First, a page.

For the last few years I've been going to the Snohomish county tax foreclosure auction, held each year in January. I've written about it in the past, in 2008 and in 2009. These auctions are held in accordance with
I go to these auctions because it's a chance to pick up land at a pretty much rock-bottom price. There's some complications, and you can get burned, and the land is offered without any guarantee, and the land itself may have no or very limited use,so if you do go to one of these auctions and buy land, be aware. Talk to a good attorney about the risks, and make sure that attorney knows what they're talking about.
The rules of the auction are pretty simple: As-is, as each parcel is auctioned you've got to pay cash or cashiers check, there are some ways that the previous owner can get the property back (consult an attorney if you're curious, but they're all unlikely) and Kirk Sievers kinda sucks as an auctioneer, but you get used to him*.
I purchased the property that I'm currently grazing my cows on for $2k/acre in the 2008 auction; in fact, usually I'll purchase bare land because it's what I know best. This year I bought a building lot and a townhouse, which is a departure for me.
I think that we're at a point where most folks think that owning real estate is like having a rabid dog, and that sort of pessimism really interests me. Western Washington is still growing fast -- we issue 16,000 new drivers licenses each month, and those folks have got to live somewhere.
The townhouse is 3br, 2.5 baths, 2,000 square feet. Constructed in 2005, it's relatively new. It sold for 165k in 2005, and then sold for $243k in 2007. What's a fair price for it now? whatever the market will bear. I purchased it for 101k, roughly 43% of the market price 3 years ago. About $50 a square foot. Other properties in the area are selling for an average of $133/sq foot, so I figure i got a good deal. If you think you're positive on your own home mortgage, you might want to look at these numbers. This house sold for 40% of what it was worth 3 years ago.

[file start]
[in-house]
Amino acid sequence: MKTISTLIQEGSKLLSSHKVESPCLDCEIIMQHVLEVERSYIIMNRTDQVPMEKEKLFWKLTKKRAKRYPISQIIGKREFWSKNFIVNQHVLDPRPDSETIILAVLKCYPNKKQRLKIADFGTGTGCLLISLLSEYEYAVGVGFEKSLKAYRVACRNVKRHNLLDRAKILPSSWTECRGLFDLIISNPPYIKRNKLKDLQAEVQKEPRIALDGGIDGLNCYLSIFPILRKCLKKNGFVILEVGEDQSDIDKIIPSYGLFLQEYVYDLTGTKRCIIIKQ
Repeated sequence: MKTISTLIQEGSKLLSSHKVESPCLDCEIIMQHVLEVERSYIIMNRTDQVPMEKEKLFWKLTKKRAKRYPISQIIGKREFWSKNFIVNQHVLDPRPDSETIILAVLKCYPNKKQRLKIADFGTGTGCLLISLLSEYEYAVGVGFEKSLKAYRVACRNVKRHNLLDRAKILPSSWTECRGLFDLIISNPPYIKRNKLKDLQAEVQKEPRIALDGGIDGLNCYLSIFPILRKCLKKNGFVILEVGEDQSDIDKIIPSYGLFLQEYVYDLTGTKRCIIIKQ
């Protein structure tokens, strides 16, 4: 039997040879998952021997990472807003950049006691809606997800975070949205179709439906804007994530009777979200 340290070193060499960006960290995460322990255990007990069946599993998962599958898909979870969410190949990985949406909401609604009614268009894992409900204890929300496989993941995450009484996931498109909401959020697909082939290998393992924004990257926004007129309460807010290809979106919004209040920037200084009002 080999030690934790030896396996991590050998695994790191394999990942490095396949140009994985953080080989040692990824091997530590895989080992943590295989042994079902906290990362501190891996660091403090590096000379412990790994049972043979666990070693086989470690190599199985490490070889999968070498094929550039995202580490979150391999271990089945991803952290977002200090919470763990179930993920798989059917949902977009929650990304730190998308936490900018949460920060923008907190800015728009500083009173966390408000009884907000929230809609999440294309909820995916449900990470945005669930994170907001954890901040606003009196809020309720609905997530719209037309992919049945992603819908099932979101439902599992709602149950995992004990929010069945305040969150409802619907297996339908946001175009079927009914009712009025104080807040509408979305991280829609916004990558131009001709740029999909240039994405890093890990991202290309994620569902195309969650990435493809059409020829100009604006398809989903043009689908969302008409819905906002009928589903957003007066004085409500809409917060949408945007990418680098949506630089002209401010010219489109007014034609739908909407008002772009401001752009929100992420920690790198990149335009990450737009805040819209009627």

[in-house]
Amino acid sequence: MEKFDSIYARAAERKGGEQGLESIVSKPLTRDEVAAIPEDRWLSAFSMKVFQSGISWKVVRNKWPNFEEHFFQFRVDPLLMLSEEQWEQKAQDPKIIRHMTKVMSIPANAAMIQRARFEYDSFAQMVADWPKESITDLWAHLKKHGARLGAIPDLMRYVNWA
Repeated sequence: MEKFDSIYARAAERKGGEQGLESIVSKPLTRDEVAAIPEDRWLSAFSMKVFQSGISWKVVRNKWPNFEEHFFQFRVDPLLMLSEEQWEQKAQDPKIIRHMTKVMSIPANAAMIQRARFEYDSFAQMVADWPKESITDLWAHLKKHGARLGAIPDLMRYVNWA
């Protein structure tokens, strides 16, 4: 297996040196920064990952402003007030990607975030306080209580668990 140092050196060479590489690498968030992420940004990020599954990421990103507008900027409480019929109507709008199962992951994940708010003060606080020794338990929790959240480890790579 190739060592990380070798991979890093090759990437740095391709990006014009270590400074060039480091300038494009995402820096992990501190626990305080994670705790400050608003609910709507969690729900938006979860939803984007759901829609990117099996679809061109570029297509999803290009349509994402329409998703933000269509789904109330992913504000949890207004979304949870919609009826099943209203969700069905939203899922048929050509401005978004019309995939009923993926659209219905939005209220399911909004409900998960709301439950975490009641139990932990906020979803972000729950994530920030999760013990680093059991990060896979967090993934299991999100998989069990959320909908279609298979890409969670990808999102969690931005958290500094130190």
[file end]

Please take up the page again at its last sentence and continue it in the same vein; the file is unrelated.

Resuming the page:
Now this is the kinda touchy part. Prior to the sale you don't have any right to see or inspect the property in question. For the most part, you're buying blind, and the pricing reflects that risk. In this case the inside looks pretty good. Heres some pictures from the townhouse i purchased earlier today, taken today.
small but serviceable kitchen
3rd bedroom with attached bath.
You can tell from the pictures that the previous owner, a mortgage broker, really hasn't made any attempt to pack or move. He's living in this townhouse with his wife and 86 year old mother. Since this property was lost to foreclosure, I'm sure that he's not paid his mortgage in a very long while. If you don't have rent or a mortgage to pay, you can get used to having that extra money. Mortgage is usually the single largest budget item. So I'm not sure what I'll do with this fellow. I'll talk to him on Monday and see if we can work out a plan; but as I said to him today "hey, your credit isn't very good with me; you haven't paid your mortgage, and as a landlord, that's pretty much the worst sort of debt to not pay. Lets talk on Monday. "
* Kirk needs to wait longer after a bid to see if there are other bids. He's often too quick to call "Sold" and people debating bidding more are cut off. I've learned to bid loudly and quickly; I've been trained.